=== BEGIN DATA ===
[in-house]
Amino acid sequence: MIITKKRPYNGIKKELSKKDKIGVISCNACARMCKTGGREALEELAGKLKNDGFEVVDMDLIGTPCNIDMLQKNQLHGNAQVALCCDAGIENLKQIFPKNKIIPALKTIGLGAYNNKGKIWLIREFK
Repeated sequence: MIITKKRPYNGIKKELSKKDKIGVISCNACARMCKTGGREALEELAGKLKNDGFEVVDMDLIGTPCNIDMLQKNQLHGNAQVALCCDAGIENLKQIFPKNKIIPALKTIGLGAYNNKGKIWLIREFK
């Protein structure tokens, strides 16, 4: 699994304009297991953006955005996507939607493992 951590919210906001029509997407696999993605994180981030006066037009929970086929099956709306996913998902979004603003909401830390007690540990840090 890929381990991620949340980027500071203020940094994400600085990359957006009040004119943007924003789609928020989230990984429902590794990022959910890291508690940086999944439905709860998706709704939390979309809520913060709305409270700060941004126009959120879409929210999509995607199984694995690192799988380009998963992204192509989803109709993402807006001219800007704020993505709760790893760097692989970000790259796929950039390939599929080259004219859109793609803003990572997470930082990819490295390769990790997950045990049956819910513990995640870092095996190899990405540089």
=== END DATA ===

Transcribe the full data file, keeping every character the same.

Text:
[in-house]
Amino acid sequence: MIITKKRPYNGIKKELSKKDKIGVISCNACARMCKTGGREALEELAGKLKNDGFEVVDMDLIGTPCNIDMLQKNQLHGNAQVALCCDAGIENLKQIFPKNKIIPALKTIGLGAYNNKGKIWLIREFK
Repeated sequence: MIITKKRPYNGIKKELSKKDKIGVISCNACARMCKTGGREALEELAGKLKNDGFEVVDMDLIGTPCNIDMLQKNQLHGNAQVALCCDAGIENLKQIFPKNKIIPALKTIGLGAYNNKGKIWLIREFK
């Protein structure tokens, strides 16, 4: 699994304009297991953006955005996507939607493992 951590919210906001029509997407696999993605994180981030006066037009929970086929099956709306996913998902979004603003909401830390007690540990840090 890929381990991620949340980027500071203020940094994400600085990359957006009040004119943007924003789609928020989230990984429902590794990022959910890291508690940086999944439905709860998706709704939390979309809520913060709305409270700060941004126009959120879409929210999509995607199984694995690192799988380009998963992204192509989803109709993402807006001219800007704020993505709760790893760097692989970000790259796929950039390939599929080259004219859109793609803003990572997470930082990819490295390769990790997950045990049956819910513990995640870092095996190899990405540089």